You’ve probably seen a lot about Bitcoin Cash lately. Everyone’s talking about it but a lot of people not heavily versed in cryptocurrencies are probably finding themselves asking “What is Bitcoin Cash?” I’d like to explain it a little so that everyone can understand exactly what it is, but first we’ll need to talk about politics inside the Bitcoin community.
Bitcoin Core is the main client implementation of Bitcoin. Formerly known as Bitcoin-Qt, this is earliest and most widely-known Bitcoin client. Since Bitcoin’s inception, there’s been hundreds of individual contributors to this client. A lot of amazing things have come out of technology founded in Bitcoin’s development. Bitcoin sparked a multi-billion dollar industry, and has given rise to hundreds of successful businesses and companies. To say Bitcoin is awesome would be a vast understatement.
Since nearly the beginning, Bitcoin has been limited to 1MB blocks. If you don’t know, transactions made on the Bitcoin network consume disk space and are put into blocks. Initially, 1MB was more than enough. However, we knew that wouldn’t last. We knew we had to figure out a way to efficiently scale up to fit more transactions per block. Unfortunately, two political sides formed out of this. One side believes that 1MB blocks are large enough and that we should handle smaller microtransactions off of Bitcoin’s block chain in order to alleviate the extra load. By doing so, we create a “fee market” for Bitcoin, meaning that to move larger amounts of Bitcoins you’ll need to pay a substantial fee to the miners. The other side has a different opinion: larger blocks are the way forward.
Larger blocks would allow more transactions to fit in a single block. Unfortunately, Bitcoin Core believes that larger blocks won’t be a viable option as technology won’t be able to keep up with Bitcoin’s growth. “Big Blockers” think otherwise. We believe that technology will easily be able to keep up and Bitcoin Cash is our way to prove it.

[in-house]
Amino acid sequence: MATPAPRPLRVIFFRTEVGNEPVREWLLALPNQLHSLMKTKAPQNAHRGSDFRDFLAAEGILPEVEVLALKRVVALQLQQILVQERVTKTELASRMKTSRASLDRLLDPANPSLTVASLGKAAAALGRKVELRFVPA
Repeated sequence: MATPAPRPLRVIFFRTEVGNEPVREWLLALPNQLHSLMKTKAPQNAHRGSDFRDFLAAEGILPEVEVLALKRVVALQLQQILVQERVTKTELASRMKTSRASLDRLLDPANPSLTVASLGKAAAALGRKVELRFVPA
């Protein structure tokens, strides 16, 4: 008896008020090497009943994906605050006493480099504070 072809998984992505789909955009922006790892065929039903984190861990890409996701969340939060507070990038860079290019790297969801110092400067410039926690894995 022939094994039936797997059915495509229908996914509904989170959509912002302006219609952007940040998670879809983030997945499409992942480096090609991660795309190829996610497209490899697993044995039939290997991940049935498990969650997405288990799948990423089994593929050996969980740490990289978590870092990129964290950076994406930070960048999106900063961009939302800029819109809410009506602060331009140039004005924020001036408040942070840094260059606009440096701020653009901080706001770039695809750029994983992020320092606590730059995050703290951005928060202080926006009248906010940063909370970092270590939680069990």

So what is Bitcoin Cash?
On August 1, 2017, Bitcoin’s blockchain was forked to create Bitcoin Cash. This means that at the time of the fork, both blockchains were exactly the same. Bitcoin’s entire transactional history up to that point also exists on Bitcoin Cash. Anyone holding Bitcoin during the fork was also (and still may be, if they haven’t moved it yet) holding Bitcoin Cash. Bitcoin Cash is not Bitcoin, at least not any longer. It is important to understand Bitcoin Cash is different from Bitcoin. If you send Bitcoin to a bitcoin cash address, the recipient will not see it in his or her bitcoin wallet
Because Bitcoin Cash’s larger blocks mean that more transactions can fit in a single block, there won’t be any sort of fee market. This means consistently low transaction fees. Originally, Bitcoin was advertised as a “peer-to-peer electronic cash system.” It’s eventual goal was that people could use it for everything, from a small cup of coffee to buying entire houses. With Bitcoin’s current fees, it doesn’t make sense to use it to pay for small, every day items. Bitcoin Cash, on the other hand, brings us low fees again. Instead of paying upwards of $5 USD per transaction (and climbing) like you would on Bitcoin’s network, now you’re able to once again pay mere pennies for your transaction. This means we can use Bitcoin Cash for every transaction, like Bitcoin was meant to be.